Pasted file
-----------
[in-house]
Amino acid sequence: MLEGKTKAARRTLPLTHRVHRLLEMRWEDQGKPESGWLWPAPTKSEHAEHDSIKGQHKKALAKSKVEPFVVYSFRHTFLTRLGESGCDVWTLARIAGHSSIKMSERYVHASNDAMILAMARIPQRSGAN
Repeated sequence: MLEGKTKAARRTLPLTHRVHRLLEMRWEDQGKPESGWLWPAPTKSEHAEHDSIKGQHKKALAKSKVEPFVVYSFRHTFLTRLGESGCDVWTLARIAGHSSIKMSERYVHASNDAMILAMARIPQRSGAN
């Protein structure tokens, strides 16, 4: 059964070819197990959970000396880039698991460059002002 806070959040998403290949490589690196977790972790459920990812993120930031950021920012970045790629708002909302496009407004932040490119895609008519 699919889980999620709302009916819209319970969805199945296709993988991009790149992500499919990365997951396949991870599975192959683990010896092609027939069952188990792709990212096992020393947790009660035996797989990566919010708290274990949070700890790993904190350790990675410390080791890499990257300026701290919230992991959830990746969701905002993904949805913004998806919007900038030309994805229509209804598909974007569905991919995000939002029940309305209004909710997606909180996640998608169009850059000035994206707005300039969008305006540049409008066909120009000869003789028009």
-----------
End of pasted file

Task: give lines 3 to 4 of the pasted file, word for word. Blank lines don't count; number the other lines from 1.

Repeated sequence: MLEGKTKAARRTLPLTHRVHRLLEMRWEDQGKPESGWLWPAPTKSEHAEHDSIKGQHKKALAKSKVEPFVVYSFRHTFLTRLGESGCDVWTLARIAGHSSIKMSERYVHASNDAMILAMARIPQRSGAN
């Protein structure tokens, strides 16, 4: 059964070819197990959970000396880039698991460059002002 806070959040998403290949490589690196977790972790459920990812993120930031950021920012970045790629708002909302496009407004932040490119895609008519 699919889980999620709302009916819209319970969805199945296709993988991009790149992500499919990365997951396949991870599975192959683990010896092609027939069952188990792709990212096992020393947790009660035996797989990566919010708290274990949070700890790993904190350790990675410390080791890499990257300026701290919230992991959830990746969701905002993904949805913004998806919007900038030309994805229509209804598909974007569905991919995000939002029940309305209004909710997606909180996640998608169009850059000035994206707005300039969008305006540049409008066909120009000869003789028009």